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'The Victimisation Was Horrible': Why Are So Many Disabled Lawyers Treated Badly?

Tuesday 11 February 2020


From UK newspaper The Guardian:


Woman in wheelchair
Long working hours, stress and bullying can
compound existing problems for disabled lawyers.
(Photograph: Robert Kneschke/Alamy.)

'The victimisation was horrible': why are so many disabled lawyers treated badly?

A new study says that more than half of disabled lawyers have experienced bullying or discrimination at work

By Abby Young-Powell
Tuesday 11 February 2020
© 2020 Guardian News & Media Limited or its affiliated companies. All rights reserved.

When Isobel Rogers, 29, who has chronic fatigue syndrome and myalgic encephalomyelitis (ME), was offered her first job at a law firm she was “thrilled and really optimistic”. But it wasn’t long before the bullying started. Rogers told her new employer about her disability and asked for reasonable adjustments, which included a request to occasionally leave the office before 7pm. “After that [my managers] would deliberately schedule meetings at 6.55pm,” she says. “When I did leave the office earlier, as agreed, I’d get texts saying I had to go back. I’d be in pain, fatigued, and alarmed by the way the situation was escalating, but I’d have to go.”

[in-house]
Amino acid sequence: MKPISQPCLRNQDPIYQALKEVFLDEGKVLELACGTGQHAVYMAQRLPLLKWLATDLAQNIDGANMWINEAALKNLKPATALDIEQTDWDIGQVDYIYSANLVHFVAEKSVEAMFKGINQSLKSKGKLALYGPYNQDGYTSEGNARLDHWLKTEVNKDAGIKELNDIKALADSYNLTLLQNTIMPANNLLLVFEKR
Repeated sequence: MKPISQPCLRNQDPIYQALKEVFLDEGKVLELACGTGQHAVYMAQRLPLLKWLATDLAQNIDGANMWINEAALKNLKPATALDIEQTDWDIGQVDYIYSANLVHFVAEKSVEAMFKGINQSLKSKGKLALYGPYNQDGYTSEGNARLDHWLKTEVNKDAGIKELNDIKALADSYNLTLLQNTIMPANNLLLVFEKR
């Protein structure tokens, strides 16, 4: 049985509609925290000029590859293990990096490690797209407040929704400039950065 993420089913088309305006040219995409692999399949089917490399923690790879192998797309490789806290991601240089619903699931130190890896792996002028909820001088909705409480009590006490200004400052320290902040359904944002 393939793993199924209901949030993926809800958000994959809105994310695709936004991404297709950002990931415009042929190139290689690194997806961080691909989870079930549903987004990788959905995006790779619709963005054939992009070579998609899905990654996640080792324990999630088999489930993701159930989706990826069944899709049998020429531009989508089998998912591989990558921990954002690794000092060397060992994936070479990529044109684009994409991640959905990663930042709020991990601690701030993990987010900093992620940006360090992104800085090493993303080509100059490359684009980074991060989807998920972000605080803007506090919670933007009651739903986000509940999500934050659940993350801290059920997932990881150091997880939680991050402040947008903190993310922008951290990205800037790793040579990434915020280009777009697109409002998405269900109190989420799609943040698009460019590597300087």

The long working hours and stress made Rogers’s pain worse. “I felt completely hopeless,” she says. “I was waking up at 4am with the worst pain I’ve ever had. It was worse than when I had brain surgery, but the victimisation was the most horrible thing.” She left after just a few months.

More than half of disabled lawyers have experienced “ill treatment” such as bullying or discrimination in the workplace, and most say it was because of their disability, according to research by Legally Disabled, a copartnership between Cardiff University and the Law Society. The research was based on 55 interviews and nearly 300 survey responses, making it the largest study of its kind in the UK. Many respondents said they had experienced “ridiculing or demeaning language” (40%) and “exclusion or victimisation” (47%).


Full article…



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